If you are new to Python, this jumps in a bit quickly. I'd suggest looking at Numpy for Matlab Users before reading this. The following is simply a brief demonstration of using Python 3.5 (or greater) for eigenanalysis. The original notebook is available at my github examples repository. A few things to note:

1. If you use an earlier version of Python (than 3.5), the @ operator isn't defined "yet". To perform matrix multiplication, you need to type use numpy.dot(A,B) in place of A@B. That will require you to start with import numpy before doing any of this.
2. I demonstrate for a non-symmetric matrix. For a symmetric matrix, you should use eigh. The h in eigh means Hermetian, and is a more general definition than symmetric. If you don't deal with complex valued matrices, it's irrelevant to you. Using eigh leverages the properties of Hermetian matrices in the solution process resulting in potentially faster and more accurate results than the more general eig code. For a small matrix, this is irrelevant, but it becomes important for more substantial calculations.
3. I show a couple of tips later that matter for larger matrices (avoiding the inverse). Be aware of them. Why may or may not matter to you, but when you get to big or sensitive problems, they do.

The first thing I need to do is import a couple of tools (Scipy, and its linear algebra package).

import scipy as sp
import scipy.linalg as la


We are going to attempt to solve for

\begin{equation*} A r = r v \end{equation*}

where $$A$$ is the matrix, and $$r$$ represents the right eigenvectors, while $$v$$ represents the eigenvalues. We are also going to obtain the left eigenvalues as well for later use.

A = sp.array([[1,2,3],[4,5,6],[7,8,9]])  # Defining the array (I'm avoiding using the matrix class)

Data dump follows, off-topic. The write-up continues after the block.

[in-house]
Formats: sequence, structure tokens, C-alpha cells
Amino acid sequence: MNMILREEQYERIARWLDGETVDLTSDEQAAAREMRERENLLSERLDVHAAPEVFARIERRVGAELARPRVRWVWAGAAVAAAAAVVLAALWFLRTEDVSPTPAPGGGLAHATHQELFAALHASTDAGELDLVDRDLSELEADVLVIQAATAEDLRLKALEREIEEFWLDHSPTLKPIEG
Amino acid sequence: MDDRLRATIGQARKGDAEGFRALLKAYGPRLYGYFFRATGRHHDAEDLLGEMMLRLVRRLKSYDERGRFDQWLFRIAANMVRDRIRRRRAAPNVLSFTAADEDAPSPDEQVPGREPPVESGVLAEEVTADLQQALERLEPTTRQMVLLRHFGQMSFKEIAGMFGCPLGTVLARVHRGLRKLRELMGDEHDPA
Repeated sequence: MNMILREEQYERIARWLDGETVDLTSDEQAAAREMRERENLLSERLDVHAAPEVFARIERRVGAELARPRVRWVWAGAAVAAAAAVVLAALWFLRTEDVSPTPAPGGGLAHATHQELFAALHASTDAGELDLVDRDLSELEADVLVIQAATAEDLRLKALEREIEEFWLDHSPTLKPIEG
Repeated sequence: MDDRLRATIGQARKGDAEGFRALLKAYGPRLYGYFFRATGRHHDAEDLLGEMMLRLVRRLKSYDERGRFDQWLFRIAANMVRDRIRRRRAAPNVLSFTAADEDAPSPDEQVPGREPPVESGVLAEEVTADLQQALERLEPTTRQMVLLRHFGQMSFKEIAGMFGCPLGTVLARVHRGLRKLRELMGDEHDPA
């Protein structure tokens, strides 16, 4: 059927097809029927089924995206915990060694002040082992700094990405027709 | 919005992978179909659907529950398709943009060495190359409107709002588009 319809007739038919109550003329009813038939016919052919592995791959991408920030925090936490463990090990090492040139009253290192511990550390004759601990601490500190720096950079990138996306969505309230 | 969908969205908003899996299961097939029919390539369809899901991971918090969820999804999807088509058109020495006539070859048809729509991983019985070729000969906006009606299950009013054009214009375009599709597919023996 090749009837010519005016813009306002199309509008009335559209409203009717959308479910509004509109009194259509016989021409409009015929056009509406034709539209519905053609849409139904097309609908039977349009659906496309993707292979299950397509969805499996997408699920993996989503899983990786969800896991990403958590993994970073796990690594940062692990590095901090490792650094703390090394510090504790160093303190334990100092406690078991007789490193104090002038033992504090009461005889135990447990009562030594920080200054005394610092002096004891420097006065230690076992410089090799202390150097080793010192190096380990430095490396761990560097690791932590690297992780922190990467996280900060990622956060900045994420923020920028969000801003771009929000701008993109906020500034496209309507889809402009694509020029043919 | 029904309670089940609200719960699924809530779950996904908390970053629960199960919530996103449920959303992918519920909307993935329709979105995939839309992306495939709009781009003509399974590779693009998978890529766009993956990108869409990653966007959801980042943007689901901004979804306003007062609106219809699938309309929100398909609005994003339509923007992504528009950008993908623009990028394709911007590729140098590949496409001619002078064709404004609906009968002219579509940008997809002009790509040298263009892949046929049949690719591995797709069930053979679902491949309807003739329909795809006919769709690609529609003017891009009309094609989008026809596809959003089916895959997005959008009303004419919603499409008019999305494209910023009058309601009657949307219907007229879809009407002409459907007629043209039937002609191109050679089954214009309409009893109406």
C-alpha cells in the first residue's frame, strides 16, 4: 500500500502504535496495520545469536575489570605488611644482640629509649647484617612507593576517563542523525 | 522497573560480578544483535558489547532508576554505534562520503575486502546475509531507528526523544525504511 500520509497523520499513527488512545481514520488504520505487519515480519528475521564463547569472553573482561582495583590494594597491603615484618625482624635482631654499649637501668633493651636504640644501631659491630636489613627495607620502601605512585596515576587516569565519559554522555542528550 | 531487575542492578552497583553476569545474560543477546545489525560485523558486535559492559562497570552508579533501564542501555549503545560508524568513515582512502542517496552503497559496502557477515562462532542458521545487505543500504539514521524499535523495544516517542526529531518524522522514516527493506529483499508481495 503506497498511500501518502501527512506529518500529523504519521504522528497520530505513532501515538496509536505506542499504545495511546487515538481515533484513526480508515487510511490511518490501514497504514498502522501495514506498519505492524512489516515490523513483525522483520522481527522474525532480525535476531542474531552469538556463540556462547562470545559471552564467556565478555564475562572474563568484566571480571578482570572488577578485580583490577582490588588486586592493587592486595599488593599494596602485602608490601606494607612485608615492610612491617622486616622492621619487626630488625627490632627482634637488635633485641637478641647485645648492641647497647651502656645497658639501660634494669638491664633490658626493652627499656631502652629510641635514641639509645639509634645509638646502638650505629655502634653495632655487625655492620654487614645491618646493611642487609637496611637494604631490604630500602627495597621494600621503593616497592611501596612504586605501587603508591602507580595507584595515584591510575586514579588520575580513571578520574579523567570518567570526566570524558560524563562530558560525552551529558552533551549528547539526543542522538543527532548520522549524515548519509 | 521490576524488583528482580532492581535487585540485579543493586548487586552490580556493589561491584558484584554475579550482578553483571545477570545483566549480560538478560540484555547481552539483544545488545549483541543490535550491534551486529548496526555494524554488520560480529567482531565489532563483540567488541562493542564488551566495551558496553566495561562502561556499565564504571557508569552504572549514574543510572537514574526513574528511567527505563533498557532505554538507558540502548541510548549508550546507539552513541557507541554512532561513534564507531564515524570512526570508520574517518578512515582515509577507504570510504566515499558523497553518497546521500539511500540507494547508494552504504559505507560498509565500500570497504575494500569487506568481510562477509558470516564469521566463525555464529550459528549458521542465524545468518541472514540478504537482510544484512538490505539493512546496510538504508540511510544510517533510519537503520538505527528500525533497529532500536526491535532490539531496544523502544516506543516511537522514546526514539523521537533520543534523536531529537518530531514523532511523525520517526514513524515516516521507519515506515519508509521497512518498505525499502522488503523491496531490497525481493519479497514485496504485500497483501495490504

# It's a personal preference, and I'm still not locked into it myself.
(v, l, r) = la.eig(A, left = True) # You can read the help, buy the left eigenvectors don't get created without this.
v = sp.diag(v)  # by default, eig puts the eigenvalues in a 1-D array. We will need a diagonal matrix in a moment.
print(l)
print(v)
print(r)

[[-0.46454727 -0.88290596  0.40824829]
[-0.57079553 -0.23952042 -0.81649658]
[-0.67704379  0.40386512  0.40824829]]
[[  1.61168440e+01+0.j   0.00000000e+00+0.j   0.00000000e+00+0.j]
[  0.00000000e+00+0.j  -1.11684397e+00+0.j   0.00000000e+00+0.j]
[  0.00000000e+00+0.j   0.00000000e+00+0.j  -9.75918483e-16+0.j]]
[[-0.23197069 -0.78583024  0.40824829]
[-0.52532209 -0.08675134 -0.81649658]
[-0.8186735   0.61232756  0.40824829]]


These should be identical based on the eigen-equation. They are to the default precision.

print(v)
print(la.inv(r)@A@r)

[[  1.61168440e+01+0.j   0.00000000e+00+0.j   0.00000000e+00+0.j]
[  0.00000000e+00+0.j  -1.11684397e+00+0.j   0.00000000e+00+0.j]
[  0.00000000e+00+0.j   0.00000000e+00+0.j  -9.75918483e-16+0.j]]
[[  1.61168440e+01   3.55271368e-15   1.77635684e-15]
[ -2.49800181e-15  -1.11684397e+00  -2.77555756e-17]
[  2.79947848e-15   4.62304004e-16   9.86076132e-32]]


In reality, one should never ever use the inverse function unless the actual answer you want is the inverse itself (which I've never seen for a real problem). What you typically want is the inverse of a matrix times another matrix or vector- which is the solution to a linear algebra problem. We can use the solve function to obtain this. This is arguably no better, but it is illustrative. For a larger problem, the benefit is easier to demonstrate.

la.solve(r,A)@r

array([[  1.61168440e+01,   3.05037570e-15,  -4.48960353e-17],
[ -2.74605686e-15,  -1.11684397e+00,   3.95339943e-16],
[  3.86524889e-15,  -7.16944125e-16,  -3.70074342e-17]])


This is "rebuilding" the original matrix from the eigensolution. Looks pretty good.

r@v@la.inv(r)

array([[ 1.+0.j,  2.+0.j,  3.+0.j],
[ 4.+0.j,  5.+0.j,  6.+0.j],
[ 7.+0.j,  8.+0.j,  9.+0.j]])


Avoiding the inverse is a bit uncomfortable in this case, but a bit of doodling yields that

\begin{equation*} A B^{-1} = \left(\left(A B^{-1}\right)^T\right)^T = \left(\left(B^{-1}\right)^T A^T \right)^T \end{equation*}

Noting that

\begin{equation*} \left(B^{-1}\right)^T = \left(B^{T}\right)^{-1} \end{equation*}

we can use

r@la.solve(r.T,v.T).T

array([[ 1.+0.j,  2.+0.j,  3.+0.j],
[ 4.+0.j,  5.+0.j,  6.+0.j],
[ 7.+0.j,  8.+0.j,  9.+0.j]])


For the left eigenvectors, they are actually simply the right eigenvectors of the transpose of the matrix, so

\begin{equation*} A^T l = l v \end{equation*}

Below I lazily obtain the eigenvalues using the left eigenvectors, with an inverse.

la.inv(l)@A.T@l

array([[  1.61168440e+01,   1.77635684e-15,   8.88178420e-16],
[  1.94289029e-15,  -1.11684397e+00,  -4.99600361e-16],
[  1.66684734e-15,   1.64791705e-16,   9.06493304e-17]])